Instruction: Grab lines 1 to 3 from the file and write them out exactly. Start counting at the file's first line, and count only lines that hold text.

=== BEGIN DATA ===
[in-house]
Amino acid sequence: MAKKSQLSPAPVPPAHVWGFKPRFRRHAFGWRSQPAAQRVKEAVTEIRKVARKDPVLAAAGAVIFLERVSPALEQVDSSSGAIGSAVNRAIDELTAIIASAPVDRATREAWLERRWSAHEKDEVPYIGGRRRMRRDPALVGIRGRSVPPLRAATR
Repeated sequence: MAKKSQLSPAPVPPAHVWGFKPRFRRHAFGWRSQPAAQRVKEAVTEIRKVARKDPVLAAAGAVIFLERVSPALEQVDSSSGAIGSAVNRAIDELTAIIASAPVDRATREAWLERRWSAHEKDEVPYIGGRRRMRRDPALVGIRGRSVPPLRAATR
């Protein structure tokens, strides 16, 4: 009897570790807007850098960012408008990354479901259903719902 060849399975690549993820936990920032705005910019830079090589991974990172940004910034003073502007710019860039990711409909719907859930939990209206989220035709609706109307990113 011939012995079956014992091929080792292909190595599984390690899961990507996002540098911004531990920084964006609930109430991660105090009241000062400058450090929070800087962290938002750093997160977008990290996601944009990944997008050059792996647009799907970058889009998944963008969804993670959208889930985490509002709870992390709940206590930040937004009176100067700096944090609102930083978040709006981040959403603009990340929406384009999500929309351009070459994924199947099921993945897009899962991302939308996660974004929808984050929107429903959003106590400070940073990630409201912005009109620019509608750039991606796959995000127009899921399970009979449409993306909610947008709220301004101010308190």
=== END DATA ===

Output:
[in-house]
Amino acid sequence: MAKKSQLSPAPVPPAHVWGFKPRFRRHAFGWRSQPAAQRVKEAVTEIRKVARKDPVLAAAGAVIFLERVSPALEQVDSSSGAIGSAVNRAIDELTAIIASAPVDRATREAWLERRWSAHEKDEVPYIGGRRRMRRDPALVGIRGRSVPPLRAATR
Repeated sequence: MAKKSQLSPAPVPPAHVWGFKPRFRRHAFGWRSQPAAQRVKEAVTEIRKVARKDPVLAAAGAVIFLERVSPALEQVDSSSGAIGSAVNRAIDELTAIIASAPVDRATREAWLERRWSAHEKDEVPYIGGRRRMRRDPALVGIRGRSVPPLRAATR